There is overwhelming evidence that many species have shifted the geographical ranges they live in over recent decades, with some actually becoming more widespread. However, adverse effects of climate change could still await these species, say University of Wyoming’s Daniel Doak and William Morris at Duke University in Durham, North Carolina.
Their research shows competing influences are holding the southern range limit of two Arctic and alpine plants in place, while warming forces the northern limit further north. However, their temperature-driven spread may ultimately prove short-lived, Doak warns. “Up to a point we may see little effect of warming for many organisms,” he says. “But past a climatic tipping point, the balance of opposing effects of warming will likely cease, leading to subsequent rapid declines in populations.”
The conclusions are based on observations Doak and Morris recorded during a six year study of the tundra plants moss campion and alpine bistort in four locations in North America. They studied the averages and year-to-year changes in “vital rates” of these plants: survival, growth and reproduction. The researchers were particularly interested in what was happening at the southernmost, warmest, regions, where there has been little change in where plants can be found.
Having divided the plants into classes by size, they discovered that the southern boundaries was where one or more class in both species had its lowest average survival rate. Reproduction was equally challenged, with no new alpine bistorts establishing themselves at the southernmost end of any of the four study sites in two years of the study. Both of these situations would suggest that southern plants might soon die out. “But in most years these effects are balanced by plants in the south growing more rapidly, so that populations there are no less stable than those in the north,” Doak explains. Writing in leading scientific journal Nature on Thursday, Doak and Morris suggest this acceleration is possibly due to longer, warmer growing seasons.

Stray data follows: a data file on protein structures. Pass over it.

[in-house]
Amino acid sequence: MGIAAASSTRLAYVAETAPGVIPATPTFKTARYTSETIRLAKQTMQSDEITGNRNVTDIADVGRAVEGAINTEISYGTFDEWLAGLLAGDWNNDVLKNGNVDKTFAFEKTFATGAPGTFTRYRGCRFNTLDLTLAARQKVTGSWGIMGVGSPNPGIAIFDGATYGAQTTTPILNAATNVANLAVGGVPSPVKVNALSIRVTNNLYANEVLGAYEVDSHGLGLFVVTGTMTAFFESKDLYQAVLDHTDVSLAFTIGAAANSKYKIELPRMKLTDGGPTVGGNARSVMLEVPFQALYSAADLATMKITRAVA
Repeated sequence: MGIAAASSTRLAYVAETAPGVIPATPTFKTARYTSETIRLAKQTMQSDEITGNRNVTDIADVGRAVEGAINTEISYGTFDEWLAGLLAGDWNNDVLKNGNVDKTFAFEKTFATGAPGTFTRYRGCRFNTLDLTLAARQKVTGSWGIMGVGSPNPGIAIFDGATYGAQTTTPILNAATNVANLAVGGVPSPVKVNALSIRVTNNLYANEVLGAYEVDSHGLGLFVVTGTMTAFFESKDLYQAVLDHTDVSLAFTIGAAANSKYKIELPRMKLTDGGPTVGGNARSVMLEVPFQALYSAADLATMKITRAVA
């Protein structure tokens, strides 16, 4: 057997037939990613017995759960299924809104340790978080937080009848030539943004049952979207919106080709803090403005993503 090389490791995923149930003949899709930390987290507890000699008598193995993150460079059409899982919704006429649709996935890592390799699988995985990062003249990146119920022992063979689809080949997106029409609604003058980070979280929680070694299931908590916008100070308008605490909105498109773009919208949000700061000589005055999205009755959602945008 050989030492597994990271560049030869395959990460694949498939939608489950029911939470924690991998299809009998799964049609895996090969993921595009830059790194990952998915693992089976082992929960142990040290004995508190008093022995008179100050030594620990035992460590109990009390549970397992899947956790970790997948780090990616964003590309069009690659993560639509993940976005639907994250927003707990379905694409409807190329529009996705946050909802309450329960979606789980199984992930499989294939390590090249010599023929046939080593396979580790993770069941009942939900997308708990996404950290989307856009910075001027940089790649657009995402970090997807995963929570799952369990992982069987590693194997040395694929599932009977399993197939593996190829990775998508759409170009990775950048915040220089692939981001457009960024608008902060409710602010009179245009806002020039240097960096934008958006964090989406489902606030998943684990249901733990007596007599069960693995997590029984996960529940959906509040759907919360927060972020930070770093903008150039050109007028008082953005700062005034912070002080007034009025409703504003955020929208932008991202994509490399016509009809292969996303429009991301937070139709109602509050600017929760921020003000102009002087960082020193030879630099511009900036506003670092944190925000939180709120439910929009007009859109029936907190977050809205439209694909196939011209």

“With warming from low to moderate temperatures most vital rates increase; across moderate temperatures some rates increase, some are stable and some decrease; and from moderate to high temperatures most rates decrease,” they write. “Continued warming can be expected to eventually result in deterioration of most vital rates, potentially shifting a population that is stable owing to contradictory changes at moderate temperatures into rapid decline once a tipping point has been passed.” As it’s not currently known which species will pass this tipping point, more research is needed to find this out, Doak and Morris say.